Workload:- in case of workload software industry is more than manufacturing. Professional Development:- here neck to neck Professional Development in both the sector. 56% in manufacturing & 54% in software.
4. Findings and suggestions: It was found according to the survey software staffers reported feeling frustrated when sometimes their role of job involves maintenance rather than new projects. It was found that software employees are frustrated by lack of recognition. Unrelenting pressure and unrealistic expectation and deadlines make IT professions especially vulnerable to work exhaustion and burnout. Excessive demands to keep technology working & computer applications functioning around the clock in organization causes ubiquitous reports of being on call on weekends and vacations often lead to work exhaustions. In manufacturing job stability is a hallmark of success, but IT has created a labor market in which job hopping serves as a means to gain vital skills needed for carrier opportunities.
Low turnover factors in manufacturing industry was because of good working conditions and management style that provided open communication with workers and an understanding of their day-to-day problems. Managers were cited as being ³accessible and approachable´, ³respected and trusted´, and ³help you out if you have a problem´. Manager¶s approach to the work force is generally pro-active. In each of these factories, initiatives have been introduced to ease work/family conflicts such as; Having flexible hours, Ignoring occasional lateness, Providing transportation for workers.
Maintaining open communication was important because it is the only way to identify problems before they disrupt work. In each factory, the majority of workers were crosstrained so that absences could be easily covered. Workers saw this in a positive light since it suggested that the factory was committed to them. Managers stated that this fostered a culture of cooperation and maintained productivity levels. In each of the factories in this category, workers commented that managers ³seemed to care about what happened to workers´ as well as responding to their perceived needs (and complaints) in a positive manner. Many cited the pleasant social atmosphere in the workplace; ³the factory is a friendly, happy environment, a nice place to work«more like a family.´ Workers also cited loyalty to the company as being an important factor.
The retention of workers in the software category of factories is less a function of satisfaction and more of the absence of employment opportunities elsewhere. While some talked of their satisfaction with their current employment it appeared to be based more upon resignation than any intrinsic pleasure derived from work. Some of these workers saw themselves as survivors and built a sense of a protected group. Most took an instrumental approach with pay seen as assuring the otherwise negative aspects of work. As one employee mentioned, ³I stay here because I can earn more than I could elsewhere. Is it enough? No.
Suggestions: In order to keep high satisfaction level, it appears that managers must create the conditions for: y y Young workers to acquire the necessary skills to perform efficiently, and Enable older skilled workers to maximize their earnings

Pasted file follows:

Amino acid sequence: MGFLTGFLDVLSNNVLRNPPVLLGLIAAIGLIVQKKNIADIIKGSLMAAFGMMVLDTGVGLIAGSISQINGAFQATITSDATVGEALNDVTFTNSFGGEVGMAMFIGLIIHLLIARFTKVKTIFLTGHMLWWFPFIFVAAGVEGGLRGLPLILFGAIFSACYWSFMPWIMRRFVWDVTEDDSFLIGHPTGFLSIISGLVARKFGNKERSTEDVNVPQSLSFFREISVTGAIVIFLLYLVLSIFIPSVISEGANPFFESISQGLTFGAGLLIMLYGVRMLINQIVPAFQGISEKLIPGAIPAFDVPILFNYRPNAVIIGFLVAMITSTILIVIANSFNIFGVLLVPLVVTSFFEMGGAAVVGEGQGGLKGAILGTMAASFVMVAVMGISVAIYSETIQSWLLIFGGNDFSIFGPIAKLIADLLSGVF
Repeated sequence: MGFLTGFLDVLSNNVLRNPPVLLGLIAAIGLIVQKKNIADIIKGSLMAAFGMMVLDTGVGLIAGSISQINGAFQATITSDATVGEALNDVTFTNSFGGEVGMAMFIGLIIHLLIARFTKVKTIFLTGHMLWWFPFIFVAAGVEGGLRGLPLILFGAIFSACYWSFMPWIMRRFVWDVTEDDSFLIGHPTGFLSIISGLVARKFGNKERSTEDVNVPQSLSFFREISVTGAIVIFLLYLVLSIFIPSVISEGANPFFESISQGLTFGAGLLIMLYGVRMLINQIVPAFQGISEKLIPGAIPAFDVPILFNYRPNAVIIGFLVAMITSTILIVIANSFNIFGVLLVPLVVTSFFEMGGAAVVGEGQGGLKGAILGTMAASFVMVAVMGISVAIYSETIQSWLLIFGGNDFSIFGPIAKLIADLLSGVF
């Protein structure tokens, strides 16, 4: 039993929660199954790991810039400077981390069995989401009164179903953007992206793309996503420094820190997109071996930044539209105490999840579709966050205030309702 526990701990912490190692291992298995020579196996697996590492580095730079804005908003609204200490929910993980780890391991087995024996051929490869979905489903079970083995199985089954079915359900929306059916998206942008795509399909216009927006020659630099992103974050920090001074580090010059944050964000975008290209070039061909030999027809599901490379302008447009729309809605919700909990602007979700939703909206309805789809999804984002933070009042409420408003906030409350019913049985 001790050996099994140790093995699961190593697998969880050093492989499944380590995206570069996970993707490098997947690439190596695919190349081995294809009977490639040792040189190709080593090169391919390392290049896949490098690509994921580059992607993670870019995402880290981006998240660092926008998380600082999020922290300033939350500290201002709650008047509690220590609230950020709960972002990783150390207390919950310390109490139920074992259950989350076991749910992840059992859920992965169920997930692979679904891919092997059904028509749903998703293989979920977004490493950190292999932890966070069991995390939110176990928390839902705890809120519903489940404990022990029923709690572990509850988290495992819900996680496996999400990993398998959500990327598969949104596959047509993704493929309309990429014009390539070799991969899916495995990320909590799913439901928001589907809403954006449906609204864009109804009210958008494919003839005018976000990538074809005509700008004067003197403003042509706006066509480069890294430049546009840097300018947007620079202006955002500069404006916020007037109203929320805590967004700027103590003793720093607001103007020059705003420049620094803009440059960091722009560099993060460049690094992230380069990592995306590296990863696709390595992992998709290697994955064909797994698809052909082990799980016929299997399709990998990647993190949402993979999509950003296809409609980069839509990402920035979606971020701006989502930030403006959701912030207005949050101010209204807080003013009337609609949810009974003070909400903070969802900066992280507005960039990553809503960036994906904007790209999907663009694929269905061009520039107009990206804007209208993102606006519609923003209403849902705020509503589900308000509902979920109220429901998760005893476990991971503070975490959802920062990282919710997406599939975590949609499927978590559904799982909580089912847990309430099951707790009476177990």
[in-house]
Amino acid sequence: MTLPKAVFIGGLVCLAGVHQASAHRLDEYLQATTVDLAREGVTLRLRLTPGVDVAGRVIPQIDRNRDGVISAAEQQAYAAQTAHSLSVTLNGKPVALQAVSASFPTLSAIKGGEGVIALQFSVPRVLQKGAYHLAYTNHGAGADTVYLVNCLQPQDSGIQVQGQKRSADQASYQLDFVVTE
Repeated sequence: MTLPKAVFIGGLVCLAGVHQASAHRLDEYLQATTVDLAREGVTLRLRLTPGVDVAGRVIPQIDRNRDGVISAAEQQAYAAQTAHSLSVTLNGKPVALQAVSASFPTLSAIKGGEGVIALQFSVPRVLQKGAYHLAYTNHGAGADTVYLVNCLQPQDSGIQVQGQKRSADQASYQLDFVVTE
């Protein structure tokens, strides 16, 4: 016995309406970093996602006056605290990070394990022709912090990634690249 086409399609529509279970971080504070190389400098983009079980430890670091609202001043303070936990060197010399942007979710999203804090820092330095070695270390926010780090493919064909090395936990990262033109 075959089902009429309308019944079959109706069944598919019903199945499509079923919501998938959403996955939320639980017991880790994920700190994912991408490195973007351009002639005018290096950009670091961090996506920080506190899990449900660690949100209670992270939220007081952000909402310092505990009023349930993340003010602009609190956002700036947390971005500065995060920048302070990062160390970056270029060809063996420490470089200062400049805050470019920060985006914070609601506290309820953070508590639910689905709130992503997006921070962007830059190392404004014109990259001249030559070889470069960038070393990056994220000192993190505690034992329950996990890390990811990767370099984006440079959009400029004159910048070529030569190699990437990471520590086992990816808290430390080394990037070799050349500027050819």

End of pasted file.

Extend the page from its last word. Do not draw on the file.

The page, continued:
This implies that investment in training and appropriate support mechanisms is necessary to facilitate the transition from a training wage to a production wage. When skilled workers complained about pay it was often because the work process was poorly organized and they were left idle for extended periods of the day. Since for factories labor turnover by skilled workers is more problematic than turnover among unskilled workers, it remains to be an important work organizational issue that managers need to address. The fact that they have in some instances reaffirms the importance of managers in shaping instrumental aspects of work. Second, a supportive and considerate work environment appears to be a crucial feature of factories with low rates of job satisfaction. Having managers who are sympathetic to, and understanding of, workers domestic constraints can, as we have seen, mediate the overall worker concerns of low wages endemic to the industry. Not only had low turnover factories facilitated and encouraged informal inter-personal networks and friendship-based work groups, but they have created a culture of mutual trust with their predominantly female workforce. At this stage managers' role is significant because they were aware of the problematic aspects of work in this industry (pay, status, work pressure) and sought to ameliorate this as much as possible. The third and a similarly expressive function of managers refer to the importance of friendship attachments at work. Many workers view working with friends as crucial to maximizing their individual production effectiveness and this can significantly reduce the probability of leaving. The longer the tenure at work is translated into stronger bonds of friendship and attachment to the work place. In the face of heightened competitive pressures, managers should thus foster a work environment based upon information sharing, training and skill development. Constant appraisal programs and appreciation should be given to reinstate